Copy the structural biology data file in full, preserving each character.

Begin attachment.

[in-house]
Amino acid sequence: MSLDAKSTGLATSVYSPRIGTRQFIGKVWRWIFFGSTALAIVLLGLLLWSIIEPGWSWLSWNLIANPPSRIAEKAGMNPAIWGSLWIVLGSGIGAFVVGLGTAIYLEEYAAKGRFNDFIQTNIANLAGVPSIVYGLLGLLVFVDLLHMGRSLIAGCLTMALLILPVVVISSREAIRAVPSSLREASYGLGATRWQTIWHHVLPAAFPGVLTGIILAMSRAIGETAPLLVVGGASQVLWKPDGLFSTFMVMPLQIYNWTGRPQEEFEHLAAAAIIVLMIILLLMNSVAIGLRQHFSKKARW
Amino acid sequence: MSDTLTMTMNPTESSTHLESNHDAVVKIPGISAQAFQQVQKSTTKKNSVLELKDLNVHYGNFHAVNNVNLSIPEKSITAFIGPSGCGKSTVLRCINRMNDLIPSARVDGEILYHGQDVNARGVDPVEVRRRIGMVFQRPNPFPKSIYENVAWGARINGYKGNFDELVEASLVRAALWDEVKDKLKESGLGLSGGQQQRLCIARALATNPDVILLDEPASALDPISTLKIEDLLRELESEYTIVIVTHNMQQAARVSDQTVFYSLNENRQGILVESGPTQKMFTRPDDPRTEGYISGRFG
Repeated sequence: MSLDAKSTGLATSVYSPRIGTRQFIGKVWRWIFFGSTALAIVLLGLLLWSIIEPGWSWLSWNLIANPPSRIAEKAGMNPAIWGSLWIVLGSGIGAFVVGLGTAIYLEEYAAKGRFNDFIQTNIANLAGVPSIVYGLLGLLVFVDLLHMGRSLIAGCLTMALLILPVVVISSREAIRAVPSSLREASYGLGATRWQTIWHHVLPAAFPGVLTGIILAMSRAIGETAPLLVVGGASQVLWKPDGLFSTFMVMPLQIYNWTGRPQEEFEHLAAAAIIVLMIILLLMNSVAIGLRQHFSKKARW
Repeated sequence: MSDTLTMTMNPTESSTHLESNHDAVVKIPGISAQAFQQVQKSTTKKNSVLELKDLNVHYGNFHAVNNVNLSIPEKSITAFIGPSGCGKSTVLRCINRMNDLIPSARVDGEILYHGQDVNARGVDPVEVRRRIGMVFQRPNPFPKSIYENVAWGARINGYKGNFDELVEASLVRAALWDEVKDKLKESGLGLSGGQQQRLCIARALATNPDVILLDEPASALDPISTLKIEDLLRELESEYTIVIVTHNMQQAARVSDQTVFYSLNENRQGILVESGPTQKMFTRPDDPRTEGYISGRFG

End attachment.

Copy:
[in-house]
Amino acid sequence: MSLDAKSTGLATSVYSPRIGTRQFIGKVWRWIFFGSTALAIVLLGLLLWSIIEPGWSWLSWNLIANPPSRIAEKAGMNPAIWGSLWIVLGSGIGAFVVGLGTAIYLEEYAAKGRFNDFIQTNIANLAGVPSIVYGLLGLLVFVDLLHMGRSLIAGCLTMALLILPVVVISSREAIRAVPSSLREASYGLGATRWQTIWHHVLPAAFPGVLTGIILAMSRAIGETAPLLVVGGASQVLWKPDGLFSTFMVMPLQIYNWTGRPQEEFEHLAAAAIIVLMIILLLMNSVAIGLRQHFSKKARW
Amino acid sequence: MSDTLTMTMNPTESSTHLESNHDAVVKIPGISAQAFQQVQKSTTKKNSVLELKDLNVHYGNFHAVNNVNLSIPEKSITAFIGPSGCGKSTVLRCINRMNDLIPSARVDGEILYHGQDVNARGVDPVEVRRRIGMVFQRPNPFPKSIYENVAWGARINGYKGNFDELVEASLVRAALWDEVKDKLKESGLGLSGGQQQRLCIARALATNPDVILLDEPASALDPISTLKIEDLLRELESEYTIVIVTHNMQQAARVSDQTVFYSLNENRQGILVESGPTQKMFTRPDDPRTEGYISGRFG
Repeated sequence: MSLDAKSTGLATSVYSPRIGTRQFIGKVWRWIFFGSTALAIVLLGLLLWSIIEPGWSWLSWNLIANPPSRIAEKAGMNPAIWGSLWIVLGSGIGAFVVGLGTAIYLEEYAAKGRFNDFIQTNIANLAGVPSIVYGLLGLLVFVDLLHMGRSLIAGCLTMALLILPVVVISSREAIRAVPSSLREASYGLGATRWQTIWHHVLPAAFPGVLTGIILAMSRAIGETAPLLVVGGASQVLWKPDGLFSTFMVMPLQIYNWTGRPQEEFEHLAAAAIIVLMIILLLMNSVAIGLRQHFSKKARW
Repeated sequence: MSDTLTMTMNPTESSTHLESNHDAVVKIPGISAQAFQQVQKSTTKKNSVLELKDLNVHYGNFHAVNNVNLSIPEKSITAFIGPSGCGKSTVLRCINRMNDLIPSARVDGEILYHGQDVNARGVDPVEVRRRIGMVFQRPNPFPKSIYENVAWGARINGYKGNFDELVEASLVRAALWDEVKDKLKESGLGLSGGQQQRLCIARALATNPDVILLDEPASALDPISTLKIEDLLRELESEYTIVIVTHNMQQAARVSDQTVFYSLNENRQGILVESGPTQKMFTRPDDPRTEGYISGRFG